Tuesday, June 16, 2009

Perspective and "The Nest"

Having babies close together creates unusual situations in families. When Benjamin was born, we lived at Trinity in a two-bedroom residence director apartment. Surrounded by college students on nearly every side, sleep came hard to my sweet boys. Only 19 months apart, we had two babies in that small room and while they learned well to sleep in the chaos of college, it was the chatter and play they shared with one another that interrupted sleep the most.

Whether Noah was teaching Benjamin to talk or Benjamin was playing peek-a-boo over the side of the crib, sleep was not always timely for my boys. Mark and I intentionally made some space for this raucous-relationship-building, but the time came when bedtime was bedtime and nap time was nap time and the time for brotherly banter had passed.

Looking for a creative way to separate the boys for sleep, Mark and I decided to lure Noah out of his own room with a treat. Keep in mind, he was less than two and easily swayed. Using our bed to nap him in a location further than arm's reach from his sweet baby brother seemed the perfect solution. We put pillows in a circle in the middle of our queen sized bed, draped a blanket over the circle and told Noah he could take a nap in "the nest", if he would like.

The draw of sleeping like a baby bird in the softest of circles worked like a charm. Off he would toddle into our room and happily climb into our bed, drifting quickly to sleep surrounded on all sides. Benjamin being less likely to sleep at all waited years before "the nest" offer came his way, too.

We did not plan on renaming our bed and we did not know what a privilege it would become but somewhere along the way, the name stuck. To have a chance to sleep "in the nest" was the greatest of opportunities and one that all four kids came to understand as something nearly sacred in our home. Before long, it was not just the bed that was called "the nest", but the whole room itself.

Because language we use often is rarely listened to deeply, we really didn't know that the name had become permanent or that we had come to use it with the same regularity as "stove" or "bathtub" until we accidentally mentioned it outside of family ties. We we were asked, "What's the nest?". And then, we heard it differently and realized that something that once had a function became a word that was a part of us... a reminder to us of an earlier time that kept a foot-hold in today.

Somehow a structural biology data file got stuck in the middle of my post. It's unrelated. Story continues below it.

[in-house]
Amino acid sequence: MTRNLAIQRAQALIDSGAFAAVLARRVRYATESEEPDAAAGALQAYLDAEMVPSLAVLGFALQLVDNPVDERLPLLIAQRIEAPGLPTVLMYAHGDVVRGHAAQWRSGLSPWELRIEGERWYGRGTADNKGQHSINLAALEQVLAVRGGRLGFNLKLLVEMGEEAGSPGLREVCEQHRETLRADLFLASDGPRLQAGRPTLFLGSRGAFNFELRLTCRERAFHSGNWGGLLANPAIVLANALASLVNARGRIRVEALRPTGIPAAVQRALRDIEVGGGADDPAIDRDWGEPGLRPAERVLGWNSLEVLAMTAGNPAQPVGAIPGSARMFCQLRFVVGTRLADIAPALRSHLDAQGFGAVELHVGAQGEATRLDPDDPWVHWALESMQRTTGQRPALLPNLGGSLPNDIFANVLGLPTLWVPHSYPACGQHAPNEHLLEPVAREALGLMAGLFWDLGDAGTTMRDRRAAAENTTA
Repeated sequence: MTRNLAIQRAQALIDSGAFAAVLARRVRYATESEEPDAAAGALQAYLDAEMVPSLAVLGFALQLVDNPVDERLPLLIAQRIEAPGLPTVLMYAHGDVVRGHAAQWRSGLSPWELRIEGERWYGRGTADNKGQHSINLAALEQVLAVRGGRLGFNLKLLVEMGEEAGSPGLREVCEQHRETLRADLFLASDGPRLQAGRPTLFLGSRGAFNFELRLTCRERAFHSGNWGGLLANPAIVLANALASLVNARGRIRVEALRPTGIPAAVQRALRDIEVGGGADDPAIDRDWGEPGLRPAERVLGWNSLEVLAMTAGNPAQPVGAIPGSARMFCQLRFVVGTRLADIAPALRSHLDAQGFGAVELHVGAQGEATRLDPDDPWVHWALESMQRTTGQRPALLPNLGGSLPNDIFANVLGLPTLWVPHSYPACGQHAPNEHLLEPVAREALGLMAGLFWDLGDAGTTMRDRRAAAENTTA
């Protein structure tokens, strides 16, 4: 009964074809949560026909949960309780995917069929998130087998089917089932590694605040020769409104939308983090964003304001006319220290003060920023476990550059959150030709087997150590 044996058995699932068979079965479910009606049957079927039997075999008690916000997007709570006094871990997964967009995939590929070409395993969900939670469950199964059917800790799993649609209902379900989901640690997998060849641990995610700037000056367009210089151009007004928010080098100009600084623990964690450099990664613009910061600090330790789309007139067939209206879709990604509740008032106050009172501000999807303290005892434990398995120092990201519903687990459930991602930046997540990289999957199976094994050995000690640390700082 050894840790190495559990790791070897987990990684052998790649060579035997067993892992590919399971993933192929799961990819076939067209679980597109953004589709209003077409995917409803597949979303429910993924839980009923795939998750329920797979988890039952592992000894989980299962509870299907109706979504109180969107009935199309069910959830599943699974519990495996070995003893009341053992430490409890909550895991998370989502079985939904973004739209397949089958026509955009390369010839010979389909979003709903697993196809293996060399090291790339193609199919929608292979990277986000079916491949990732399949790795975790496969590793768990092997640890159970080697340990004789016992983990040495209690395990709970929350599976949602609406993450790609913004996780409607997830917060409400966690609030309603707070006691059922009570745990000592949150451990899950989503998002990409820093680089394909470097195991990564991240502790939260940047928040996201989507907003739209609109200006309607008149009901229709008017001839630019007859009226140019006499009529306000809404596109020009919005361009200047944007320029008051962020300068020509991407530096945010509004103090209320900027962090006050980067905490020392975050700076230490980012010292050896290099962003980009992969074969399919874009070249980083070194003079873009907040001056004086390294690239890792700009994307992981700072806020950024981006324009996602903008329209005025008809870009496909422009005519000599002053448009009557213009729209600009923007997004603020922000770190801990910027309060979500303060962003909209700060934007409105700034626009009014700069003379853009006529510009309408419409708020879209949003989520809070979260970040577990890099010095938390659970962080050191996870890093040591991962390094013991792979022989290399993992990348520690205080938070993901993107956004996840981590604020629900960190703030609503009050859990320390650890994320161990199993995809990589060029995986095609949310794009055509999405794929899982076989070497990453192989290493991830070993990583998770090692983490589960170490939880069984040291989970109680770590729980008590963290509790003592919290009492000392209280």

In having a bed that holds warm memories for our children, our reality is that on occasion it is shared. We were told, as young parents, to never allow a child to sleep with you in your bed. We were told, as young parents, that a child who is allowed to sleep with their parents will never, ever sleep alone. But, Mark and I long ago decided that we would not parent out of fear. Our decisions will not be based in what we are afraid might come someday. No, our decisions, our choices as parents will be based instead on what we feel is right for our children. So, when we brought our babies home, they came to bed with us. When they were very young, we gently transitioned them to their cribs over time. When they woke up frightened or lonely or sad, we welcomed them happily back. They know where we are and we know they will come our way if they feel the need.

Most nights, Mark and I have the bed to ourselves but when someone wanders in, I seek some perspective on our over-crowded bed. A few nights ago, one of the boys came to sleep with us in the middle of the night. I woke to find his head inches from my face. Laying in the dark, I could remember when the length of him reached from my shoulders to my waist. I remembered nursing him to sleep one early morning and looking at all his baby hair... seeing white blond everywhere except one or two brown hairs on the very top of his sweet head. I remembered sleeping with him on my chest, nearly upright, as he struggled with an ear infection. It was night and in the darkness, the whole of his life circled around me. Soft and warm, cozy and whole, I was cradled in a nest of memories of my boy.

These moments, even in the night, offer me a perspective that can be lost in the shuffle from day to day. These moments, yes even in the night, help me to see the big picture. And in that picture, I know that I will have years and years of uninterrupted sleep. I know that someday the bed will seem too big and the children will be all gone. I know that someday, lanky legs and humongous shoes will make the sweetness of a baby who fits himself to me an impossible memory, faded and dim. So, for tonight I will take what I can. I will embrace the minutes I have, crowded as they may be, and use them to see the whole of it. My babies are growing up.

So c'mon kiddos! The nest is open and you are welcome. Years of deep sleep lay before me. But, tonight, I will take a crowded bed and a view of you that makes me thankful for where we are--and where we've been.

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